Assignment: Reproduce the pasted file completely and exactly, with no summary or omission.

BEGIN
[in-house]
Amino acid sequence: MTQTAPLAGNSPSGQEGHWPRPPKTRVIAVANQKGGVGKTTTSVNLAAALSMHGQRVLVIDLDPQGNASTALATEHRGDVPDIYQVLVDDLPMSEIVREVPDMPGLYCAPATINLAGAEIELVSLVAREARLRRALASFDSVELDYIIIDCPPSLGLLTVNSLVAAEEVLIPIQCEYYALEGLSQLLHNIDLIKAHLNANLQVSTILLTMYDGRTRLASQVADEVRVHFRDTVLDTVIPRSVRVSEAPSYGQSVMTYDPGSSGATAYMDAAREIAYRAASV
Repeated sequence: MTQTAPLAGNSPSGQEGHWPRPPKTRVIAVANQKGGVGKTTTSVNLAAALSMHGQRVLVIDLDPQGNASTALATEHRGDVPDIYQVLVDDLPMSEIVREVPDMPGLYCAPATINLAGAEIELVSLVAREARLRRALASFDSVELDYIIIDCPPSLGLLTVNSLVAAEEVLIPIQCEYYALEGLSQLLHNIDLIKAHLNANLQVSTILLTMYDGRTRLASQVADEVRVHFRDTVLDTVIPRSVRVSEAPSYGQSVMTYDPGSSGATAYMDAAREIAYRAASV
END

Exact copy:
[in-house]
Amino acid sequence: MTQTAPLAGNSPSGQEGHWPRPPKTRVIAVANQKGGVGKTTTSVNLAAALSMHGQRVLVIDLDPQGNASTALATEHRGDVPDIYQVLVDDLPMSEIVREVPDMPGLYCAPATINLAGAEIELVSLVAREARLRRALASFDSVELDYIIIDCPPSLGLLTVNSLVAAEEVLIPIQCEYYALEGLSQLLHNIDLIKAHLNANLQVSTILLTMYDGRTRLASQVADEVRVHFRDTVLDTVIPRSVRVSEAPSYGQSVMTYDPGSSGATAYMDAAREIAYRAASV
Repeated sequence: MTQTAPLAGNSPSGQEGHWPRPPKTRVIAVANQKGGVGKTTTSVNLAAALSMHGQRVLVIDLDPQGNASTALATEHRGDVPDIYQVLVDDLPMSEIVREVPDMPGLYCAPATINLAGAEIELVSLVAREARLRRALASFDSVELDYIIIDCPPSLGLLTVNSLVAAEEVLIPIQCEYYALEGLSQLLHNIDLIKAHLNANLQVSTILLTMYDGRTRLASQVADEVRVHFRDTVLDTVIPRSVRVSEAPSYGQSVMTYDPGSSGATAYMDAAREIAYRAASV